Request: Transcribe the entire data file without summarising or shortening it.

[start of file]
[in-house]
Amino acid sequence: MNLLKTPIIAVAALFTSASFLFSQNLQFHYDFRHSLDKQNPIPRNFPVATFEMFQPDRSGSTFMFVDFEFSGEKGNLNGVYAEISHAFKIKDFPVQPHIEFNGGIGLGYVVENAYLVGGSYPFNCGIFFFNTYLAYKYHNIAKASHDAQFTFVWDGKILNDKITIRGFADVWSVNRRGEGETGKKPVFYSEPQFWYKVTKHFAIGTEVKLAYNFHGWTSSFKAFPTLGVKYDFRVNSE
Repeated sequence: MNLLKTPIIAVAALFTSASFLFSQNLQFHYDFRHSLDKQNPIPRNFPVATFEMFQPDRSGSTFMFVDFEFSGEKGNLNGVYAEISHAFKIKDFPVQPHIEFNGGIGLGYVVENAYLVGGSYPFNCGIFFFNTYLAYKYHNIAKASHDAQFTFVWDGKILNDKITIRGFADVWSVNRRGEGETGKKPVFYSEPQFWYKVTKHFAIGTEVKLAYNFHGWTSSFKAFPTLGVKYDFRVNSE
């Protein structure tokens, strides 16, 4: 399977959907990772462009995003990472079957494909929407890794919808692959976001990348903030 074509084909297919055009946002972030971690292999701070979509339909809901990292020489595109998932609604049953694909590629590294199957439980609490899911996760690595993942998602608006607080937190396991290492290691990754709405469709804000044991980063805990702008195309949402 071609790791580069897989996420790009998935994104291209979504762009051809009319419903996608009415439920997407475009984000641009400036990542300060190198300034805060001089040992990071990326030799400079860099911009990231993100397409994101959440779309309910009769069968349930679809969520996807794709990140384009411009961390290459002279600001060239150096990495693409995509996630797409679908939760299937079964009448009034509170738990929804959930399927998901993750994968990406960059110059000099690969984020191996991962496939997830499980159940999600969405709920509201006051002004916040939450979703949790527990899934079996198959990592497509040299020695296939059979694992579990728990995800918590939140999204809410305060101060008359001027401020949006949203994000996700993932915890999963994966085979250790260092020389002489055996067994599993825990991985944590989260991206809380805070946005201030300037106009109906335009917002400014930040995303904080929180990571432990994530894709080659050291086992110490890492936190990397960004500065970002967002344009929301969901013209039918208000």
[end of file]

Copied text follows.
[in-house]
Amino acid sequence: MNLLKTPIIAVAALFTSASFLFSQNLQFHYDFRHSLDKQNPIPRNFPVATFEMFQPDRSGSTFMFVDFEFSGEKGNLNGVYAEISHAFKIKDFPVQPHIEFNGGIGLGYVVENAYLVGGSYPFNCGIFFFNTYLAYKYHNIAKASHDAQFTFVWDGKILNDKITIRGFADVWSVNRRGEGETGKKPVFYSEPQFWYKVTKHFAIGTEVKLAYNFHGWTSSFKAFPTLGVKYDFRVNSE
Repeated sequence: MNLLKTPIIAVAALFTSASFLFSQNLQFHYDFRHSLDKQNPIPRNFPVATFEMFQPDRSGSTFMFVDFEFSGEKGNLNGVYAEISHAFKIKDFPVQPHIEFNGGIGLGYVVENAYLVGGSYPFNCGIFFFNTYLAYKYHNIAKASHDAQFTFVWDGKILNDKITIRGFADVWSVNRRGEGETGKKPVFYSEPQFWYKVTKHFAIGTEVKLAYNFHGWTSSFKAFPTLGVKYDFRVNSE
């Protein structure tokens, strides 16, 4: 399977959907990772462009995003990472079957494909929407890794919808692959976001990348903030 074509084909297919055009946002972030971690292999701070979509339909809901990292020489595109998932609604049953694909590629590294199957439980609490899911996760690595993942998602608006607080937190396991290492290691990754709405469709804000044991980063805990702008195309949402 071609790791580069897989996420790009998935994104291209979504762009051809009319419903996608009415439920997407475009984000641009400036990542300060190198300034805060001089040992990071990326030799400079860099911009990231993100397409994101959440779309309910009769069968349930679809969520996807794709990140384009411009961390290459002279600001060239150096990495693409995509996630797409679908939760299937079964009448009034509170738990929804959930399927998901993750994968990406960059110059000099690969984020191996991962496939997830499980159940999600969405709920509201006051002004916040939450979703949790527990899934079996198959990592497509040299020695296939059979694992579990728990995800918590939140999204809410305060101060008359001027401020949006949203994000996700993932915890999963994966085979250790260092020389002489055996067994599993825990991985944590989260991206809380805070946005201030300037106009109906335009917002400014930040995303904080929180990571432990994530894709080659050291086992110490890492936190990397960004500065970002967002344009929301969901013209039918208000």